Navigate Life Texas: Resources for kids with disabilities and special needs

Navigate Life Texas: Resources for kids with disabilities and special needs

What Hospice Gave Us

05/14/2017 | Published by: Marty Barnes

We used hospice to help with our daughter’s final moments. What they gave us was more than I ever could have hoped for. After my daughter passed away in March 2016, I felt it was my responsibility to share our story and help break down some of the misconceptions that are associated with hospice.

We, like many families, had multiple vendors sending us different items each month. We had to make sure orders were placed, charged, and delivered on time. If anything was missed, delayed, etc., that would mean our daughter, Casey, would potentially not have something she needed. This is a big job and takes time to stay on top of everything. The same is true for filling, managing, and administering multiple medications. 

In Texas, hospice takes over all of your equipment, supplies and medication needs once they take a case. As soon as we were officially on hospice, they become the ones to provide anything we needed. The idea is that a family should focus on their loved one and not have to worry about dealing with everything else. Hospice was there to reduce stress and give us time as a family to just be together.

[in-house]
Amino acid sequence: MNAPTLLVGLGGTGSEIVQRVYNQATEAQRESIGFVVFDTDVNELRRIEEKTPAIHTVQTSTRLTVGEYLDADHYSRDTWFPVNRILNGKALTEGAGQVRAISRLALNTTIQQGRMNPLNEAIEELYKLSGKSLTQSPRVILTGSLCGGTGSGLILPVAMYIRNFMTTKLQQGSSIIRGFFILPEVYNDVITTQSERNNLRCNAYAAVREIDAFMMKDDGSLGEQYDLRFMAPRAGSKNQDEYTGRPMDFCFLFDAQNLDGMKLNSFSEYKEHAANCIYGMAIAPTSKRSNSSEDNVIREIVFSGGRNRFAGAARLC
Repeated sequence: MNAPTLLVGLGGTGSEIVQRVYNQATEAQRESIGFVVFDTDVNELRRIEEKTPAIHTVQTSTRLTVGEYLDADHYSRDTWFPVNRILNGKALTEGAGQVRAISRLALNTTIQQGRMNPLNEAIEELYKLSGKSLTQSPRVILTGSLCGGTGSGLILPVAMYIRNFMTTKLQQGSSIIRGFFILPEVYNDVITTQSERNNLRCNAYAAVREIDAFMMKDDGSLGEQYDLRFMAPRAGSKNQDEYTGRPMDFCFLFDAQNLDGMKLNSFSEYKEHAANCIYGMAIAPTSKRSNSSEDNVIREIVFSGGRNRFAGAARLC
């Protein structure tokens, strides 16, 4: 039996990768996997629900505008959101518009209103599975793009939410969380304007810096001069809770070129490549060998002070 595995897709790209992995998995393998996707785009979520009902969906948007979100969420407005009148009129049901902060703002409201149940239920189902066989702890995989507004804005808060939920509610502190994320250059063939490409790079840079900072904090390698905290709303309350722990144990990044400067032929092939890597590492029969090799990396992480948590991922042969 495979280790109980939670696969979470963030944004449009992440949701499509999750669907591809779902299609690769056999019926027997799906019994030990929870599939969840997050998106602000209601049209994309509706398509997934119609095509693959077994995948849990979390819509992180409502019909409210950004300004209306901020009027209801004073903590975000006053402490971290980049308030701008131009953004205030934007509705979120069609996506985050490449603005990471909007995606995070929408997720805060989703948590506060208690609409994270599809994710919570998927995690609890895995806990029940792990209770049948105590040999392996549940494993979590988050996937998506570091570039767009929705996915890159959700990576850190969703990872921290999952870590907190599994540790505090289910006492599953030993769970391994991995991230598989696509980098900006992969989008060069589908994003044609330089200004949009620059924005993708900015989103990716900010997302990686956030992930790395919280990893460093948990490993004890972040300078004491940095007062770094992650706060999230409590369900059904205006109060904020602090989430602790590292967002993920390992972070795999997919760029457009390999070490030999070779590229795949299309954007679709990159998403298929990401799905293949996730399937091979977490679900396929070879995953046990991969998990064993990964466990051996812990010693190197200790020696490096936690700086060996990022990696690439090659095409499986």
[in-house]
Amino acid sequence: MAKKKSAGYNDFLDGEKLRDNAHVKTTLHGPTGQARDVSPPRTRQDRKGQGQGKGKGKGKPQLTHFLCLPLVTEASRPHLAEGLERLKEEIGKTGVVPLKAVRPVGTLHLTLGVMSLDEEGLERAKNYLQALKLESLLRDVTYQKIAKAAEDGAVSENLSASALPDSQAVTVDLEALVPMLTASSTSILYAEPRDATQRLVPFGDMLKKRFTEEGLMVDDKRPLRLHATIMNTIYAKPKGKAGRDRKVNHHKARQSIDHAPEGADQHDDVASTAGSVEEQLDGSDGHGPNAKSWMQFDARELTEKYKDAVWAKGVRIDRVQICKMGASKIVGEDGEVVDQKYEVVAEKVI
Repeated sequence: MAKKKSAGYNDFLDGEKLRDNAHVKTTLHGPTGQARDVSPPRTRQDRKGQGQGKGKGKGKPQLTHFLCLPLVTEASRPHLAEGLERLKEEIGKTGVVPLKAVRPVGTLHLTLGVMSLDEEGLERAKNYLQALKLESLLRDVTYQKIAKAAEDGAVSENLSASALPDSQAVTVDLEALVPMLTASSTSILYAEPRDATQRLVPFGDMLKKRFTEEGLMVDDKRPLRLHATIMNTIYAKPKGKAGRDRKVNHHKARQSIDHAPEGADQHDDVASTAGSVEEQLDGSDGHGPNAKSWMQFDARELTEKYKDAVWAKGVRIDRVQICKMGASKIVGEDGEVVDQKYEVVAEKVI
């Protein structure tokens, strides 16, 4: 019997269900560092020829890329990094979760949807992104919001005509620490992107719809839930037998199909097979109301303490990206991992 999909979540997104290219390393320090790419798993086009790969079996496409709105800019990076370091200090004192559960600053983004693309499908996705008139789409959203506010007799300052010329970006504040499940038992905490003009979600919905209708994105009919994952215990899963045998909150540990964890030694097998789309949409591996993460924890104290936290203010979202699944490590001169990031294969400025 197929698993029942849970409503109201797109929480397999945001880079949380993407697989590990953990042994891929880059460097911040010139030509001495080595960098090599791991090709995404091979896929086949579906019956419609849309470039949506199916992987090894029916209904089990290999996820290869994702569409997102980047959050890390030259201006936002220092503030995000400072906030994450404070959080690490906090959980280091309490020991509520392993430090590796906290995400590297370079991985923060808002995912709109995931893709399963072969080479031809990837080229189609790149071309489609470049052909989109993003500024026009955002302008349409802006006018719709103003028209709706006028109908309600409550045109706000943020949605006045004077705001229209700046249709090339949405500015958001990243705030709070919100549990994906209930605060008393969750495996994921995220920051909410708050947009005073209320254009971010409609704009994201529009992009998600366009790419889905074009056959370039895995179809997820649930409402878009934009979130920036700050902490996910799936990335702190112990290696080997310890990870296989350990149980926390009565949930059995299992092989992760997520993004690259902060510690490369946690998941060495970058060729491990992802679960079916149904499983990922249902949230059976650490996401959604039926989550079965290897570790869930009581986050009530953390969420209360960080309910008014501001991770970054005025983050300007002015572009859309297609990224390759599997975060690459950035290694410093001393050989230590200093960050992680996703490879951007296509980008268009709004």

They also could come into the home a few times a week and could provide not only our existing medical supplies, drugs, etc., but if Casey needed something stronger, they could get it at any time of the day or night. They were there to make sure that she did not suffer for a second and that we all felt comfortable and understood what was happening.

Most patients are on hospice for about 19 days. We relied heavily on Palliative Care for the last 7 years of Casey’s life. However, we ended up with hospice for the last 24 hours. This is very short, and not typical for most patients. 

Because we were on hospice, after Casey passed, our nurse was able to take care of everything. There were no sirens, no police, no EMS. It was just us and peace. When we were ready, she called the funeral home that came for Casey. We were then able to lay her and her things onto the bed ourselves. Everyone treated her and us with respect. It was an awful day, but it was also very beautiful and peaceful. Without hospice there, it would have been very different.

Our experience was unique to our needs, but I think our experience is a good way to see what hospice can provide. I will always be thankful for hospice and the ability to say goodbye to my baby girl.

If you would like to know more about hospice, the National Hospice and Palliative Care Organization http://www.nhpco.org/sites/default/files/public/Statistics_Research/2014_Facts_Figures.pdf has a document full of great information.

Other resources are available on this website in the Family Support section.

Read More Posts from Diagnosis & Healthcare, Family Support

An Adoption Story and a Diagnosis – Part 1

After getting the life-changing news that we were going to be parents, Rick and I had to face the challenges of parenting a child with profound healthcare needs.

Bedtime Battles

A mom of three discusses how to make bedtime a little easier.

Bullying is Out There

I’ve been thinking a lot about how to protect my son from bullying, but the older he gets, the more I must relinquish control of his activities. Here are some ideas to help our kids protect themselves as they become more independent.